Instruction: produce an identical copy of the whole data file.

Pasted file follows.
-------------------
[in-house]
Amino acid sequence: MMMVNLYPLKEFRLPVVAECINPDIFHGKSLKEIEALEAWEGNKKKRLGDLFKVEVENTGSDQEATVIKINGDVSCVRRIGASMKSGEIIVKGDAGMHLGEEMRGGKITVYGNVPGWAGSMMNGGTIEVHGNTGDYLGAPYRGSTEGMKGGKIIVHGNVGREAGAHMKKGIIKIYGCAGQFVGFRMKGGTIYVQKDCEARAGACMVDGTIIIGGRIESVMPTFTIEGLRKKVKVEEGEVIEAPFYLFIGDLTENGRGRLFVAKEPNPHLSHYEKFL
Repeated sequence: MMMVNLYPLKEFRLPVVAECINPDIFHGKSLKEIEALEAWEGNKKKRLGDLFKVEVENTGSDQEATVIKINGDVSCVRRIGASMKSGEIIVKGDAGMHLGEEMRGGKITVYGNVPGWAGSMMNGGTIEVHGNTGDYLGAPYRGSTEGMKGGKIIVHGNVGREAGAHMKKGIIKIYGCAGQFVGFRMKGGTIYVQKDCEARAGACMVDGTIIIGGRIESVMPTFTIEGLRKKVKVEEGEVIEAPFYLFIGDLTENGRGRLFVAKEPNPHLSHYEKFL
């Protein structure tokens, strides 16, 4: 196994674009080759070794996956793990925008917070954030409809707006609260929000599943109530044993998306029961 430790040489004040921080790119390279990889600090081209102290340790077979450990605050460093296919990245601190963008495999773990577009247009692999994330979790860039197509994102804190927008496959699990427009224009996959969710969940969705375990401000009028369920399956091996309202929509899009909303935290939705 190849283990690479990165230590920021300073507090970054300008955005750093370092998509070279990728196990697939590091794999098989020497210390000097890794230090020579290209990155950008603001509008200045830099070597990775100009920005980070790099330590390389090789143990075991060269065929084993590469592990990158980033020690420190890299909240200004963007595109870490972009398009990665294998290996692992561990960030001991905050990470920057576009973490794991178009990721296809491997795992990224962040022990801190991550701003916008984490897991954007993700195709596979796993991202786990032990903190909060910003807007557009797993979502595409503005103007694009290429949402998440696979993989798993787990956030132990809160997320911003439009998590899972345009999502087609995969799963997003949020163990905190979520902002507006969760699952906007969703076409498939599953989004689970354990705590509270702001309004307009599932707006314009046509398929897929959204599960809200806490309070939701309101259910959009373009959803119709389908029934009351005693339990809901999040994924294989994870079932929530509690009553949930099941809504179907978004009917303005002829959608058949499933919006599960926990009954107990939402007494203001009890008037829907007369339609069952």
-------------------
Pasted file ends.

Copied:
[in-house]
Amino acid sequence: MMMVNLYPLKEFRLPVVAECINPDIFHGKSLKEIEALEAWEGNKKKRLGDLFKVEVENTGSDQEATVIKINGDVSCVRRIGASMKSGEIIVKGDAGMHLGEEMRGGKITVYGNVPGWAGSMMNGGTIEVHGNTGDYLGAPYRGSTEGMKGGKIIVHGNVGREAGAHMKKGIIKIYGCAGQFVGFRMKGGTIYVQKDCEARAGACMVDGTIIIGGRIESVMPTFTIEGLRKKVKVEEGEVIEAPFYLFIGDLTENGRGRLFVAKEPNPHLSHYEKFL
Repeated sequence: MMMVNLYPLKEFRLPVVAECINPDIFHGKSLKEIEALEAWEGNKKKRLGDLFKVEVENTGSDQEATVIKINGDVSCVRRIGASMKSGEIIVKGDAGMHLGEEMRGGKITVYGNVPGWAGSMMNGGTIEVHGNTGDYLGAPYRGSTEGMKGGKIIVHGNVGREAGAHMKKGIIKIYGCAGQFVGFRMKGGTIYVQKDCEARAGACMVDGTIIIGGRIESVMPTFTIEGLRKKVKVEEGEVIEAPFYLFIGDLTENGRGRLFVAKEPNPHLSHYEKFL
């Protein structure tokens, strides 16, 4: 196994674009080759070794996956793990925008917070954030409809707006609260929000599943109530044993998306029961 430790040489004040921080790119390279990889600090081209102290340790077979450990605050460093296919990245601190963008495999773990577009247009692999994330979790860039197509994102804190927008496959699990427009224009996959969710969940969705375990401000009028369920399956091996309202929509899009909303935290939705 190849283990690479990165230590920021300073507090970054300008955005750093370092998509070279990728196990697939590091794999098989020497210390000097890794230090020579290209990155950008603001509008200045830099070597990775100009920005980070790099330590390389090789143990075991060269065929084993590469592990990158980033020690420190890299909240200004963007595109870490972009398009990665294998290996692992561990960030001991905050990470920057576009973490794991178009990721296809491997795992990224962040022990801190991550701003916008984490897991954007993700195709596979796993991202786990032990903190909060910003807007557009797993979502595409503005103007694009290429949402998440696979993989798993787990956030132990809160997320911003439009998590899972345009999502087609995969799963997003949020163990905190979520902002507006969760699952906007969703076409498939599953989004689970354990705590509270702001309004307009599932707006314009046509398929897929959204599960809200806490309070939701309101259910959009373009959803119709389908029934009351005693339990809901999040994924294989994870079932929530509690009553949930099941809504179907978004009917303005002829959608058949499933919006599960926990009954107990939402007494203001009890008037829907007369339609069952």